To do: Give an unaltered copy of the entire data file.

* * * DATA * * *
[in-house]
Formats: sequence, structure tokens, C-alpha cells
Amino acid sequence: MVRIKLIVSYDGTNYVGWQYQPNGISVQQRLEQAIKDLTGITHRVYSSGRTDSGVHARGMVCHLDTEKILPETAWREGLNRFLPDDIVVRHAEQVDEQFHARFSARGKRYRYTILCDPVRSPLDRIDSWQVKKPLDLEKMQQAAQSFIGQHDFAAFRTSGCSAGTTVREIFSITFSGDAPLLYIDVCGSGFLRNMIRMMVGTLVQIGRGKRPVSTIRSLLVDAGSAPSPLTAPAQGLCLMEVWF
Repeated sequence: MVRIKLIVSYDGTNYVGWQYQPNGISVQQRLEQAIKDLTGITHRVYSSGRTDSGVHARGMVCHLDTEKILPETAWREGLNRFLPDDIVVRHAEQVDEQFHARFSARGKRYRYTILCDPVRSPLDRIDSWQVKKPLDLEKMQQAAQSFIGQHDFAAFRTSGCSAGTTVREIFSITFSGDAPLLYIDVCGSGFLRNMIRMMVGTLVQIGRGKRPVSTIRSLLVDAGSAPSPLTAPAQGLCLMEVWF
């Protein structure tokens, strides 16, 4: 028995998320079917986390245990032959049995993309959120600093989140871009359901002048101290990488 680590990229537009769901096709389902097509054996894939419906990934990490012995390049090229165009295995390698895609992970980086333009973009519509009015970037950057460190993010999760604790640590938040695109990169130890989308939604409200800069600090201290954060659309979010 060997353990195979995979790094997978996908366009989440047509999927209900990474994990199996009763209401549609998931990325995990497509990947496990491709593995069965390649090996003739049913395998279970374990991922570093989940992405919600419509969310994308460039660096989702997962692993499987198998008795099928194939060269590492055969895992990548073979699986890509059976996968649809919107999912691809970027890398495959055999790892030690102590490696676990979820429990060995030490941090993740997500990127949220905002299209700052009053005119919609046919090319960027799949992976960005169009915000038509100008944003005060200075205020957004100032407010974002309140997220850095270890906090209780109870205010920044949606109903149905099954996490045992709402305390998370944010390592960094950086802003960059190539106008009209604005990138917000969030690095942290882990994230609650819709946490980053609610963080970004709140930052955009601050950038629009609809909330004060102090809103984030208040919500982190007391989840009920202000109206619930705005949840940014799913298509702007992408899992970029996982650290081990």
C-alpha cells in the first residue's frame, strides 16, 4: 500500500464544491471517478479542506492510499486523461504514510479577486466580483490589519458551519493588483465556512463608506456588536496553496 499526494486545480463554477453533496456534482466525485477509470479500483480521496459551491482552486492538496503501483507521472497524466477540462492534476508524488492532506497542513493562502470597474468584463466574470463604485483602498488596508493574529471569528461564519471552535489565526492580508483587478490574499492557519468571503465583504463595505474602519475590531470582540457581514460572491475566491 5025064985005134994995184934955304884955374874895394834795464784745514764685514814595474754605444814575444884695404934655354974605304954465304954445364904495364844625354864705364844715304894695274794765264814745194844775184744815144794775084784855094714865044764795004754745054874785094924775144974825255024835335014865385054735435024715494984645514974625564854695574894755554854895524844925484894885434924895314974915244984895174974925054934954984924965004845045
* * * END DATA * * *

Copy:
[in-house]
Formats: sequence, structure tokens, C-alpha cells
Amino acid sequence: MVRIKLIVSYDGTNYVGWQYQPNGISVQQRLEQAIKDLTGITHRVYSSGRTDSGVHARGMVCHLDTEKILPETAWREGLNRFLPDDIVVRHAEQVDEQFHARFSARGKRYRYTILCDPVRSPLDRIDSWQVKKPLDLEKMQQAAQSFIGQHDFAAFRTSGCSAGTTVREIFSITFSGDAPLLYIDVCGSGFLRNMIRMMVGTLVQIGRGKRPVSTIRSLLVDAGSAPSPLTAPAQGLCLMEVWF
Repeated sequence: MVRIKLIVSYDGTNYVGWQYQPNGISVQQRLEQAIKDLTGITHRVYSSGRTDSGVHARGMVCHLDTEKILPETAWREGLNRFLPDDIVVRHAEQVDEQFHARFSARGKRYRYTILCDPVRSPLDRIDSWQVKKPLDLEKMQQAAQSFIGQHDFAAFRTSGCSAGTTVREIFSITFSGDAPLLYIDVCGSGFLRNMIRMMVGTLVQIGRGKRPVSTIRSLLVDAGSAPSPLTAPAQGLCLMEVWF
């Protein structure tokens, strides 16, 4: 028995998320079917986390245990032959049995993309959120600093989140871009359901002048101290990488 680590990229537009769901096709389902097509054996894939419906990934990490012995390049090229165009295995390698895609992970980086333009973009519509009015970037950057460190993010999760604790640590938040695109990169130890989308939604409200800069600090201290954060659309979010 060997353990195979995979790094997978996908366009989440047509999927209900990474994990199996009763209401549609998931990325995990497509990947496990491709593995069965390649090996003739049913395998279970374990991922570093989940992405919600419509969310994308460039660096989702997962692993499987198998008795099928194939060269590492055969895992990548073979699986890509059976996968649809919107999912691809970027890398495959055999790892030690102590490696676990979820429990060995030490941090993740997500990127949220905002299209700052009053005119919609046919090319960027799949992976960005169009915000038509100008944003005060200075205020957004100032407010974002309140997220850095270890906090209780109870205010920044949606109903149905099954996490045992709402305390998370944010390592960094950086802003960059190539106008009209604005990138917000969030690095942290882990994230609650819709946490980053609610963080970004709140930052955009601050950038629009609809909330004060102090809103984030208040919500982190007391989840009920202000109206619930705005949840940014799913298509702007992408899992970029996982650290081990």
C-alpha cells in the first residue's frame, strides 16, 4: 500500500464544491471517478479542506492510499486523461504514510479577486466580483490589519458551519493588483465556512463608506456588536496553496 499526494486545480463554477453533496456534482466525485477509470479500483480521496459551491482552486492538496503501483507521472497524466477540462492534476508524488492532506497542513493562502470597474468584463466574470463604485483602498488596508493574529471569528461564519471552535489565526492580508483587478490574499492557519468571503465583504463595505474602519475590531470582540457581514460572491475566491 5025064985005134994995184934955304884955374874895394834795464784745514764685514814595474754605444814575444884695404934655354974605304954465304954445364904495364844625354864705364844715304894695274794765264814745194844775184744815144794775084784855094714865044764795004754745054874785094924775144974825255024835335014865385054735435024715494984645514974625564854695574894755554854895524844925484894885434924895314974915244984895174974925054934954984924965004845045